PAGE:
easing anxiety

I believe my kids were born fairly perfect. Along with some genetics, it’s all the stuff to which they are exposed – both in and out of my control – that shapes their personalities and their futures. So, when my career took a turn that left me little choice but to move away from the family for two years, I feared the anxiety of my absence might have a negative effect on my kids.

In the spirit of my parenting mantra, “Just try not to screw this up”, I set out to minimize their anxiety levels while I live nearly 2,000 miles away. The best advice I can give is this: Do your research – take advantage of other peoples’ successes and failures. Here are some ideas from my experiences, and others, that you might find useful.



Keeping Positive

One great piece of advice comes from a mom named Carrie who posts on distanceparent.org the importance of stressing the positives of your new living arrangements and staying positive during your interactions with your kids. Your children will often mirror your feelings. So, if you want them to feel good, you should feel good. And there are a lot of positives about distance-parenting. Consider, for instance, the fact that you are spending focused time with your kids on a regular basis – albeit via Facetime or Skype. But this focused time can be so much more effective than the day-in day-out routine of living with your children, where the minutia of busy schedules and distractions of television or toys often forces us to forego these bonding moments.

Related: Help Your Kids Maintain a Healthy Lifestyle

Staying Connected

Nothing eases anxiety in your children like a warm hug. Obviously, that’s not possible while living apart. So, staying connected in other ways is paramount. 



Video Calls –  I like Facetime. It’s easy and allows for mobility that computer-based tech can’t, or even new offerings like Google’s Home Hub or Amazon’s Echo Show. But no matter your vehicle, how you drive is key.  Keeping a consistent time for your calls can be reassuring for kids. Stay flexible for their schedules, but consistent with yours – – it’s all about the kids. Choose a schedule that allows for focused time together – bedtime has fewer distractions than mealtime. Activities during calls, like reading a book or playing a game, are good ways to mix it up and avoid the tedium of “How was your day?”

Texting – Little notes throughout the day reassure your kids that you’re always there. Short messages, like “Have a good day at school” or “I just saw a Pug”, can give long-term comfort.

Video Games – You have little interest and you’ve spent years vilifying them and trying to limit their usage, but now would be a good time to surrender – embrace video games. An X-Box with a headset and mic’ allows you to play with your kids as if you’re sitting on the couch next to them. And you’re doing something they want to do.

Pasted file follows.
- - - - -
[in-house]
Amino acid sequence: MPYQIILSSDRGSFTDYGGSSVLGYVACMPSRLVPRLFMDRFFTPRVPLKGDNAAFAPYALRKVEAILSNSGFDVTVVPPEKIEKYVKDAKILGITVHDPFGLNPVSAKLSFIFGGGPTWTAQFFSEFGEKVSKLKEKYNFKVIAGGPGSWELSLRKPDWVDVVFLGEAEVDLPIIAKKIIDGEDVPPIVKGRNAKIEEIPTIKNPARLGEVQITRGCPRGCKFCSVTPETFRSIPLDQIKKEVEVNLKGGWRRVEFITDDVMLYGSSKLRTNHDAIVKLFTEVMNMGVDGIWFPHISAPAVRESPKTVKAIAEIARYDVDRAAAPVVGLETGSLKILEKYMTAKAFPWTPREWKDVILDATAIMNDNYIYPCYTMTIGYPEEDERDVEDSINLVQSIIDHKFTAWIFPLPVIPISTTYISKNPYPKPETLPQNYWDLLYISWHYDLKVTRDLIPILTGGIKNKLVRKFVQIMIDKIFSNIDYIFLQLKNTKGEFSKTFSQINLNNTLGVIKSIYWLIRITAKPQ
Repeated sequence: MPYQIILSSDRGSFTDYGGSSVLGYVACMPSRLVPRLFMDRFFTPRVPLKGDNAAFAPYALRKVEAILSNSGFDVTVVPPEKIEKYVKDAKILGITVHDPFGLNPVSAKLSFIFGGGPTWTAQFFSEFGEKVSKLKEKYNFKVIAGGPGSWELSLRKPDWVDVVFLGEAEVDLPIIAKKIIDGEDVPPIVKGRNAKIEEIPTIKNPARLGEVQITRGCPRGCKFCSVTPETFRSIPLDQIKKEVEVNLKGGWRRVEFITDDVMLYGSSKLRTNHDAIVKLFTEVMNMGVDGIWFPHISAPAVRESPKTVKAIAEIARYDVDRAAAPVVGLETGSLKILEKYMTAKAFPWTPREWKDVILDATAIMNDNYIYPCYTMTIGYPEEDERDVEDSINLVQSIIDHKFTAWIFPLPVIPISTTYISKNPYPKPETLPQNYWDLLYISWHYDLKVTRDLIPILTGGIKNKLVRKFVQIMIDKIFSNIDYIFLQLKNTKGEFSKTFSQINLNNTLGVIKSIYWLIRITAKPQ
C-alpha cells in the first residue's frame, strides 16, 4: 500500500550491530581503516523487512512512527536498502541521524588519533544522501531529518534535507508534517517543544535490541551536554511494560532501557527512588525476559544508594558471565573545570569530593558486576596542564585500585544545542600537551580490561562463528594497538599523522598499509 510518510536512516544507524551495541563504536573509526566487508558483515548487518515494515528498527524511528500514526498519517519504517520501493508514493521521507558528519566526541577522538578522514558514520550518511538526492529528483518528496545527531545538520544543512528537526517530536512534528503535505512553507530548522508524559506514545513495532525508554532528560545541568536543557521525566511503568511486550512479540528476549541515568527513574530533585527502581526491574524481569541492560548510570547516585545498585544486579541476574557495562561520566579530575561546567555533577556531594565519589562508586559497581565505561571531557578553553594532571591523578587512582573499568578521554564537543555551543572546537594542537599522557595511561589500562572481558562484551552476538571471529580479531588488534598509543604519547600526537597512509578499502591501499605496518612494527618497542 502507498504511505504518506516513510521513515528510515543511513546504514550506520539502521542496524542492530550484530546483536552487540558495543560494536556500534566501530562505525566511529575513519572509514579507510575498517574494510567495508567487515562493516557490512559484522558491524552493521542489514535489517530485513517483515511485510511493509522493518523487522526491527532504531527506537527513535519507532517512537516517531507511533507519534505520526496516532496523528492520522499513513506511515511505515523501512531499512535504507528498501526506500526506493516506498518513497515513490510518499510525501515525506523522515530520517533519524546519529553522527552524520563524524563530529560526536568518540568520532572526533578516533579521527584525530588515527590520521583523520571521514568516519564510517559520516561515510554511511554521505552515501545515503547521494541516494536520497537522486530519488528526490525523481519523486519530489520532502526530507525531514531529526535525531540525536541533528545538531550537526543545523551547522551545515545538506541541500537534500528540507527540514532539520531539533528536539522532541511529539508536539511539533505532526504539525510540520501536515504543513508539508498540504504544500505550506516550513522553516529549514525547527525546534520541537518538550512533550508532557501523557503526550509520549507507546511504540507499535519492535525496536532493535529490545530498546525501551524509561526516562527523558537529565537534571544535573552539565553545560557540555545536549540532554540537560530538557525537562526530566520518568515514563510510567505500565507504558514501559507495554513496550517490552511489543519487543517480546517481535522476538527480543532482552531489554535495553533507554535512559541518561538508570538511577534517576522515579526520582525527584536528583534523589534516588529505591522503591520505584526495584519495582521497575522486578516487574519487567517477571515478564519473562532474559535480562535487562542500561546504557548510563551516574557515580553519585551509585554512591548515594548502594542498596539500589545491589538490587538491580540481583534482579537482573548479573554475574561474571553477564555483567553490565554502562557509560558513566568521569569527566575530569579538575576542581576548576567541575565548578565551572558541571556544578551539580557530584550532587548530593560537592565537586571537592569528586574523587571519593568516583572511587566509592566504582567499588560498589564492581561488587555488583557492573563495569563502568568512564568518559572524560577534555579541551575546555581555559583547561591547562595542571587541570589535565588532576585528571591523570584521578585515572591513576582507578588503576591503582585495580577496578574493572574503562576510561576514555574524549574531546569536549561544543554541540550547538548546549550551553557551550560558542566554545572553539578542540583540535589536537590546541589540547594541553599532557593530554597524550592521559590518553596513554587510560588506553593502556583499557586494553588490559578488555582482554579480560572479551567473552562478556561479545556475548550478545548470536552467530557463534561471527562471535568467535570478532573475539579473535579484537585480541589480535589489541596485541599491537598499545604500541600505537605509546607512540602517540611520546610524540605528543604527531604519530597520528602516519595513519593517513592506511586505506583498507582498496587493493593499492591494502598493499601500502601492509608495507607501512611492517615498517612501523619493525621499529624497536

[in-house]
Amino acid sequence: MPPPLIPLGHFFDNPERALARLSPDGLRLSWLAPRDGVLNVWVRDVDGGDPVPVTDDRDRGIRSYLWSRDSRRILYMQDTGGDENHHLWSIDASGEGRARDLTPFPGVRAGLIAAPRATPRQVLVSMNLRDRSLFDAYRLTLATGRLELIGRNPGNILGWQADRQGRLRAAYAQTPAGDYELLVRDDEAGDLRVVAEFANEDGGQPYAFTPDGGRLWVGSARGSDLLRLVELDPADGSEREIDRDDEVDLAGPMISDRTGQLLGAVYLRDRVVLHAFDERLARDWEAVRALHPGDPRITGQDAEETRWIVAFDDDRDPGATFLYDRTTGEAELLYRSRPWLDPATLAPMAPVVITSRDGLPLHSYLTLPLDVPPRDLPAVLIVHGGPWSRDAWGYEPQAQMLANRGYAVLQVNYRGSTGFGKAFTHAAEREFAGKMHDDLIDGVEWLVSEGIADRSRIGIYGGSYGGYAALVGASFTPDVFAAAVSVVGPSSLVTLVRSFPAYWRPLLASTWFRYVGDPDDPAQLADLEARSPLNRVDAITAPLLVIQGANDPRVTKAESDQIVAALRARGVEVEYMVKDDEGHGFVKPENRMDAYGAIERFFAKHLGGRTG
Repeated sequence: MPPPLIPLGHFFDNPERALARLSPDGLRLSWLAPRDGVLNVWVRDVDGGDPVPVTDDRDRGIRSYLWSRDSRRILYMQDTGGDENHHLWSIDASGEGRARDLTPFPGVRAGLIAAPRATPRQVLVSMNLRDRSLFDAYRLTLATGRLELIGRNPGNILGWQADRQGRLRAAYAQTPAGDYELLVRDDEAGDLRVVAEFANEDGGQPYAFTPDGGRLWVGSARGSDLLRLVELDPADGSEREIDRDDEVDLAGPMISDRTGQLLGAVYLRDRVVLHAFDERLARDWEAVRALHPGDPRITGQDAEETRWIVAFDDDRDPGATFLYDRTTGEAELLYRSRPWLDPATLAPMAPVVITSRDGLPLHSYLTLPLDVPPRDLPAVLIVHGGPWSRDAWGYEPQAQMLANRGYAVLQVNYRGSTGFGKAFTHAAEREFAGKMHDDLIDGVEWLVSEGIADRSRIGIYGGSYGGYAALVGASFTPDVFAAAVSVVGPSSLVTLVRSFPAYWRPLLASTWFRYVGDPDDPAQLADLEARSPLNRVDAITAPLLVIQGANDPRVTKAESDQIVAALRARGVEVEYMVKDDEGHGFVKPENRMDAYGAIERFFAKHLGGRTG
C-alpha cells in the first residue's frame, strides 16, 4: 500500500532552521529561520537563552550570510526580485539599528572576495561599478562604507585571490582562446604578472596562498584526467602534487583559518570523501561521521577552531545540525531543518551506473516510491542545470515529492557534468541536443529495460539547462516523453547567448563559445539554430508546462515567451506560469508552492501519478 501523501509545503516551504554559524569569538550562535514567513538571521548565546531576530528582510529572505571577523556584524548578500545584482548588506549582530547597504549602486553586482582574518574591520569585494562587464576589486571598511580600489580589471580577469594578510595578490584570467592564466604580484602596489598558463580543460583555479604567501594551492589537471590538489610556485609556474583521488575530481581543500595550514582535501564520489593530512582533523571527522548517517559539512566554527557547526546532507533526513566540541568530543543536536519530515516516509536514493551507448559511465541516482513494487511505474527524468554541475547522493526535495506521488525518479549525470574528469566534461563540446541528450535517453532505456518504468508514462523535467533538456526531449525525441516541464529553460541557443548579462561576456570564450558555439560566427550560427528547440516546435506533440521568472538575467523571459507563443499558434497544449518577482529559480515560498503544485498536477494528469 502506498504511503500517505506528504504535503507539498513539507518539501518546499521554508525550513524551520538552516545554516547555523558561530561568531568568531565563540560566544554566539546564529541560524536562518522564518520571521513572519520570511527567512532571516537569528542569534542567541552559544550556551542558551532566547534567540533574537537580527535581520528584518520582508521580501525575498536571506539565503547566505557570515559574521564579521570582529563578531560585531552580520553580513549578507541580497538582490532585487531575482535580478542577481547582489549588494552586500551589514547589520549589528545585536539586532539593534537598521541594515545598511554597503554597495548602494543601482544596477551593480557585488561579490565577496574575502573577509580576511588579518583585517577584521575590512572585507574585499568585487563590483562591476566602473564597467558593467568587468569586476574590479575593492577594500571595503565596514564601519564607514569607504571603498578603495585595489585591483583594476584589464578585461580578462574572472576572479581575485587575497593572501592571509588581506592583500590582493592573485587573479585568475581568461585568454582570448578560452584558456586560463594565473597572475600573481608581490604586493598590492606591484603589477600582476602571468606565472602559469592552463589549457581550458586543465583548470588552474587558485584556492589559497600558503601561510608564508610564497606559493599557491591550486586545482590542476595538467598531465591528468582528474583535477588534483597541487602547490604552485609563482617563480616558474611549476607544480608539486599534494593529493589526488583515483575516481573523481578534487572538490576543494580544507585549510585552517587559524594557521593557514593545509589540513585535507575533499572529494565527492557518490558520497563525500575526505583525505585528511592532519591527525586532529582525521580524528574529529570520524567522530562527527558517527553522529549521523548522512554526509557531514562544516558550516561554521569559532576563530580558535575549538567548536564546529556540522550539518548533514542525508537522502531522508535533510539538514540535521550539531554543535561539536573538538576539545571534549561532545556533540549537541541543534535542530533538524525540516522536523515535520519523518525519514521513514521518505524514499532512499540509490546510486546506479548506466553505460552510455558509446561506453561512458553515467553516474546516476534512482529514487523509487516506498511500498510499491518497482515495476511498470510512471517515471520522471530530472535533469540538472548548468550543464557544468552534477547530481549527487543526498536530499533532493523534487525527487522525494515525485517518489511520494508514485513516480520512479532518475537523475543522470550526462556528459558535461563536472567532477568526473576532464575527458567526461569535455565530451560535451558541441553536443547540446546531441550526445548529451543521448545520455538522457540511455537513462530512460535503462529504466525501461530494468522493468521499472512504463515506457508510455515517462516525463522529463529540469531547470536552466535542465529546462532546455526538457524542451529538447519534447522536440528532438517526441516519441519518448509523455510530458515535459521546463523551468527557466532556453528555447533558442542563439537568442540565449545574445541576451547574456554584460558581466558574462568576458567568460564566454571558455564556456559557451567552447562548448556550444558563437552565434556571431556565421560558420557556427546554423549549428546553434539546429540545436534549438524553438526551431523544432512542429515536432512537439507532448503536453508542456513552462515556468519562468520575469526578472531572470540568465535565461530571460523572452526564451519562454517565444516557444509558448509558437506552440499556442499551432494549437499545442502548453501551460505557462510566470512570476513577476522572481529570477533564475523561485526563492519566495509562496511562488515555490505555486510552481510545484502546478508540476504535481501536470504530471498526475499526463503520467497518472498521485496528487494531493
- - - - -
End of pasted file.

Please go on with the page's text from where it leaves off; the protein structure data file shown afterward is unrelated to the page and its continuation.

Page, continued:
Easing Kids Anxiety by Getting Together

Of course, there is no substitute for that warm hug. So, scheduling trips home, kid-visits to your away-home, and family vacations will allow for endless hugging. In between these reunions, a visual representation of when you will see each other again can give your kids reassurance. Stacy Keyte, a former member of the Texas Army National Guard and mother of two, tells an NPR reporter that while deployed, she would use a “Countdown jar” (with things like marbles or gumballs in it) to show how many days are left before seeing each other again.

Giving the Gift of Comfort

When I was a child, I spent several summers at Camp Cloverleaf. And while the bad food and mosquito bites were fun, nothing was more comforting than getting a care package from home. Now that you’re the adult, you can return the favor. Remember, these don’t need to make a huge statement, a favorite candy bar, stuffed animal, photo in a frame, article, or even novelty gift can do the trick. It would also make your kids feel good during a video call to see their school assignments or artwork posted on your fridge. So, encourage them to send you a care package too.

Laying Down the Law



Volumes have been written about how boundaries and discipline give children comfort and eases their anxieties. While they are my least favorite part of parenting, being separated by four states and two time zones doesn’t relieve me of these duties. Constant coordination and communication with the at-home parent will assure you are part of the process. Deferring to you to pronounce punishment can also be a welcomed respite and alleviate some of the “dirty work” for the at-home parent who is bearing the brunt of the everyday boundary-setting.

RELATED: How To Deal With A Defiant Child?

Just Making the Effort

Curtis Colden posts on the GoodMenProject.com that he would sometimes hop on the computer to chat with his daughter, but she would be much less excited about the call than him. It would be easy to get hurt feelings, but he eventually realized that just making contact was the important part of their relationship. He writes, “Even if it’s just to say ‘goodnight’ and ‘I love you.’ Her knowing that I am here — thinking of her and wanting to see her before she heads to bed is extremely important, both for her and for me.”

So, hopefully some of these ideas will ease your anxiety about living apart from your family – which in turn will do wonders to ease kids anxiety anxiety as well.